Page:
We are merely the stars tennis balls, struck and --bandied/Which way please them. ----The Duchess of Malfi --by John WebsterEverything about Stephen Frys new novel, including the title, will be a surprise, perhaps even a shock. The only thingMoreWe are merely the stars tennis balls, struck and --bandied/Which way please them.
----The Duchess of Malfi --by John WebsterEverything about Stephen Frys new novel, including the title, will be a surprise, perhaps even a shock. The only thing that can be guaranteed is that it will be his next earth-movingly funny bestseller. And we are still pretty confidently saying it will not be about earthworm migration patterns in East Devon.This is the story of Ned Maddenstone, a nice young man who is about to find out just what hell it is to be one of the stars tennis balls. For Ned, 1978 seems a blissful year: handsome, popular, responsible and a fine cricketer, life is progressing smoothly for him, if not effortlessly.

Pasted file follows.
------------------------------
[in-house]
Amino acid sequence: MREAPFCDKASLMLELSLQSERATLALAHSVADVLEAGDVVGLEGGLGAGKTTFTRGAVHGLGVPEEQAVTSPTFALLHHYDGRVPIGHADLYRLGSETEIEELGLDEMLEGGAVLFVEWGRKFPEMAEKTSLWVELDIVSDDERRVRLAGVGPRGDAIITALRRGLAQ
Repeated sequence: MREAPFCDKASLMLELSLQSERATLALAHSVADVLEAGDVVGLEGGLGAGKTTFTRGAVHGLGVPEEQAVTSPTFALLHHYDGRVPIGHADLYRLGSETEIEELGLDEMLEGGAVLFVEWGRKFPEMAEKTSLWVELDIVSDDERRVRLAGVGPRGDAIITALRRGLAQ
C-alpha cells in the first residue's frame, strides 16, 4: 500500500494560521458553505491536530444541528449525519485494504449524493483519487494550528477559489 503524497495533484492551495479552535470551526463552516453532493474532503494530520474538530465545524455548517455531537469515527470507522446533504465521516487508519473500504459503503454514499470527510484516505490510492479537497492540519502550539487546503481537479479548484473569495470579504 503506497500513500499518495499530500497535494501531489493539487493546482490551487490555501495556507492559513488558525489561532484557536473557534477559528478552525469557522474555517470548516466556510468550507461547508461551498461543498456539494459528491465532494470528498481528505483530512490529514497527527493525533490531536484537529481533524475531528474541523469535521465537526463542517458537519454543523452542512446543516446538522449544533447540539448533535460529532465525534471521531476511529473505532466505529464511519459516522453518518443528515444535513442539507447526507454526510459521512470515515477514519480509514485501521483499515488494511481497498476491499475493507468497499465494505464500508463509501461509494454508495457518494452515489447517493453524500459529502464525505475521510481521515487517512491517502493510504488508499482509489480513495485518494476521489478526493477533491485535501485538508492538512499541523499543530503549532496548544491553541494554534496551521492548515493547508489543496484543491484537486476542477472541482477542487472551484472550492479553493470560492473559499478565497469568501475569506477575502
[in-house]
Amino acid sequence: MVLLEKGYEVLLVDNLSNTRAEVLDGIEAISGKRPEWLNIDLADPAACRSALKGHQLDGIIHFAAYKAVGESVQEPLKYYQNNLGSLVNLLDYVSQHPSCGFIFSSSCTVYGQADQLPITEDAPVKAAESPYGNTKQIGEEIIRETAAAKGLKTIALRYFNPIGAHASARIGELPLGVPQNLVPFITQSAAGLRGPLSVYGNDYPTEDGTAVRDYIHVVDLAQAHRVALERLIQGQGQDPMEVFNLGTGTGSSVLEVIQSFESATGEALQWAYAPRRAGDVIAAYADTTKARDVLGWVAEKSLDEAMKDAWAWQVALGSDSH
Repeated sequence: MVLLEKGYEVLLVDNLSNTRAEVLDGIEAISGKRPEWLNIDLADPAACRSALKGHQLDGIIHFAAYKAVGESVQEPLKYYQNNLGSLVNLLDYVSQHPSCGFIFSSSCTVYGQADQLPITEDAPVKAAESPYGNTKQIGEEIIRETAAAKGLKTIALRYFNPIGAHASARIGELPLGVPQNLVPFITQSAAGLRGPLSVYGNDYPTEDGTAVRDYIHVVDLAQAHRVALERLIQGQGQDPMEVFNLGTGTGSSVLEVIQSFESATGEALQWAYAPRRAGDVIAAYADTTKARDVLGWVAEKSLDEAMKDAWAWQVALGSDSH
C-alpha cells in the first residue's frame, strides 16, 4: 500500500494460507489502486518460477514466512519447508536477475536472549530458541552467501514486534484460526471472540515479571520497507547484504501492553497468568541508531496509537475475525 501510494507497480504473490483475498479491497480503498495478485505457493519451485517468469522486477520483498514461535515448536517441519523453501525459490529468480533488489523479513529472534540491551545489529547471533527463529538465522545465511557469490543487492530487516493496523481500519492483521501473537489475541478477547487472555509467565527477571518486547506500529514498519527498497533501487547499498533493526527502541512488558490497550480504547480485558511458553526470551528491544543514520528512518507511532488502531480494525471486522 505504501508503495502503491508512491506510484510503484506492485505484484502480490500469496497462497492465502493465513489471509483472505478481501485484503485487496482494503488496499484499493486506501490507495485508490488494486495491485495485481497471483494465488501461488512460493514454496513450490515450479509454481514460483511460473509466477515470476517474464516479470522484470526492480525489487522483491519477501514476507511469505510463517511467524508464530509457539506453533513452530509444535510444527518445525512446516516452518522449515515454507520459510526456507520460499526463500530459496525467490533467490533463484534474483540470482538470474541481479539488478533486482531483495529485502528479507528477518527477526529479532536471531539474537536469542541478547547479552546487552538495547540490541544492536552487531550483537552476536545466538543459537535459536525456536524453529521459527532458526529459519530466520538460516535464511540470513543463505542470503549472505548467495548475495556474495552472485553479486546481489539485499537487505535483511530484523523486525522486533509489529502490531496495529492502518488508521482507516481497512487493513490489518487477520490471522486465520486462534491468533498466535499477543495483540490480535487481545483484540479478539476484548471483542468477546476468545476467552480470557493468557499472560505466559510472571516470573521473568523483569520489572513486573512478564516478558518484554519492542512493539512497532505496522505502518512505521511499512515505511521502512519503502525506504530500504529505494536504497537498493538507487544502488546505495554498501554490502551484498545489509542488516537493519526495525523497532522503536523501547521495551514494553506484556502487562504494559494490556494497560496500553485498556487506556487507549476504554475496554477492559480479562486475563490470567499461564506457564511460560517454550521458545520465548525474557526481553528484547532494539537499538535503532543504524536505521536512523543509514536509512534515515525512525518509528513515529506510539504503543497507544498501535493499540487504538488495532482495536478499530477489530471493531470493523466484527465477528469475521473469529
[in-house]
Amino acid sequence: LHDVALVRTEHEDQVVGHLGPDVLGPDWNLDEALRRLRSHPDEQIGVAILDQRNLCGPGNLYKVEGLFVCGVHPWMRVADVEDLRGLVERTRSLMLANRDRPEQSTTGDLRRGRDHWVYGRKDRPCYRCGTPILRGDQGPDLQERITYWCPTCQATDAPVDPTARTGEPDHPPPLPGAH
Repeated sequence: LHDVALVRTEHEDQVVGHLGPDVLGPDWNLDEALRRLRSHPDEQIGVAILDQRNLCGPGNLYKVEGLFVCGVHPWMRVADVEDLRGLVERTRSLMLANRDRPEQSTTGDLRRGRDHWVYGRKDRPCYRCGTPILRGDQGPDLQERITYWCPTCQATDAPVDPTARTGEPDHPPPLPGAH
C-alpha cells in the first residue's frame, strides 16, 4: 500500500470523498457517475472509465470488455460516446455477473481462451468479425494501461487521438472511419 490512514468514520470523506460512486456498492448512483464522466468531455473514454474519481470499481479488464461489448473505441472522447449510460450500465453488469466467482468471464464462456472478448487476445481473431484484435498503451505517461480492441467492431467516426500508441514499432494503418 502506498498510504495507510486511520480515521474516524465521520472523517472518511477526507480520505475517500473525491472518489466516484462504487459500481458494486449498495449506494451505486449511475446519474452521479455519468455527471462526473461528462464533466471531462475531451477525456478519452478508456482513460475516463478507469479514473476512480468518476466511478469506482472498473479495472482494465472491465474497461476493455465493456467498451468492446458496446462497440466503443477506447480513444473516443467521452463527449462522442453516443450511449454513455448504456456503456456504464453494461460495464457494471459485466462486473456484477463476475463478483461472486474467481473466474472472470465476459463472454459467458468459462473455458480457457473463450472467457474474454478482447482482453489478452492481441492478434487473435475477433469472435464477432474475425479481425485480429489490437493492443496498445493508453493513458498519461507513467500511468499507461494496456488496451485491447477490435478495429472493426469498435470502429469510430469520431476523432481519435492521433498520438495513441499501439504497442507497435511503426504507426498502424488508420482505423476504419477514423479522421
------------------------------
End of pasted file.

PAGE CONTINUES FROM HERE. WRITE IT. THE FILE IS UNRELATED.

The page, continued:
When he meets Portia Fendeman his personal jigsaw appears complete. What if her left-wing parents despise his Tory MP father? Doesnt that just make them star-crossed lovers? And surely, in the end, wont the Fendemans be won over by their happiness? But, of course, one persons happiness is anothers jealous spite.
And spite is about to change Neds life forever. A promise made to a dying teacher and a vile trick played by fellow pupils rocket Ned from cricket captain to solitary confinement, from head boy to political prisoner. Twenty years later, Ned returns to London a very different man from the boy seized outside a Knightsbridge language college. A man implacably focused on revenge. Revenge is a dish he plans to savour and serve to those who conspired against him, and to those who forgot him.